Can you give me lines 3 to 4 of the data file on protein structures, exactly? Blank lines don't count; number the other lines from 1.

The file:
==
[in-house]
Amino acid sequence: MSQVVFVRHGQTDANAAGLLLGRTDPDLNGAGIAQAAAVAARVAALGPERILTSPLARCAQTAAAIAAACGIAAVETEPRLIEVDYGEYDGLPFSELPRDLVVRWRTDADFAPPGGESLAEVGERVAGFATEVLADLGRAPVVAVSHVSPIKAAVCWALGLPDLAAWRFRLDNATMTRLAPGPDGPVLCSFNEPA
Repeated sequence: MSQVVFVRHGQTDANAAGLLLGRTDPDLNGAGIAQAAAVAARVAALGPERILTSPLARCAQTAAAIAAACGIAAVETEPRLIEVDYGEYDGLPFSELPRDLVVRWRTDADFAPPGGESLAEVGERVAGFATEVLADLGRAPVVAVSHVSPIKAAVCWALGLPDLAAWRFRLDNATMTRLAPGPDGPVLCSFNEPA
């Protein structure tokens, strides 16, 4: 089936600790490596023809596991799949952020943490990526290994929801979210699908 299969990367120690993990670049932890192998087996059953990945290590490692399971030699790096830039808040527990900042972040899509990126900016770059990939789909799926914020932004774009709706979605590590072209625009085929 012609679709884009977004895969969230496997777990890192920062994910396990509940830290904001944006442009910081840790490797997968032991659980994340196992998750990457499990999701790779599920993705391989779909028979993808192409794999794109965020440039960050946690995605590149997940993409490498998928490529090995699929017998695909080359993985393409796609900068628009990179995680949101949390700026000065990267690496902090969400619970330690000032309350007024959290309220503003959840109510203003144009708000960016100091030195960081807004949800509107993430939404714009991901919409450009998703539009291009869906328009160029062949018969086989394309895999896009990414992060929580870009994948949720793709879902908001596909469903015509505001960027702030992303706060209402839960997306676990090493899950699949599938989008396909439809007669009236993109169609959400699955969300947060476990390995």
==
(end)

Repeated sequence: MSQVVFVRHGQTDANAAGLLLGRTDPDLNGAGIAQAAAVAARVAALGPERILTSPLARCAQTAAAIAAACGIAAVETEPRLIEVDYGEYDGLPFSELPRDLVVRWRTDADFAPPGGESLAEVGERVAGFATEVLADLGRAPVVAVSHVSPIKAAVCWALGLPDLAAWRFRLDNATMTRLAPGPDGPVLCSFNEPA
């Protein structure tokens, strides 16, 4: 089936600790490596023809596991799949952020943490990526290994929801979210699908 299969990367120690993990670049932890192998087996059953990945290590490692399971030699790096830039808040527990900042972040899509990126900016770059990939789909799926914020932004774009709706979605590590072209625009085929 012609679709884009977004895969969230496997777990890192920062994910396990509940830290904001944006442009910081840790490797997968032991659980994340196992998750990457499990999701790779599920993705391989779909028979993808192409794999794109965020440039960050946690995605590149997940993409490498998928490529090995699929017998695909080359993985393409796609900068628009990179995680949101949390700026000065990267690496902090969400619970330690000032309350007024959290309220503003959840109510203003144009708000960016100091030195960081807004949800509107993430939404714009991901919409450009998703539009291009869906328009160029062949018969086989394309895999896009990414992060929580870009994948949720793709879902908001596909469903015509505001960027702030992303706060209402839960997306676990090493899950699949599938989008396909439809007669009236993109169609959400699955969300947060476990390995």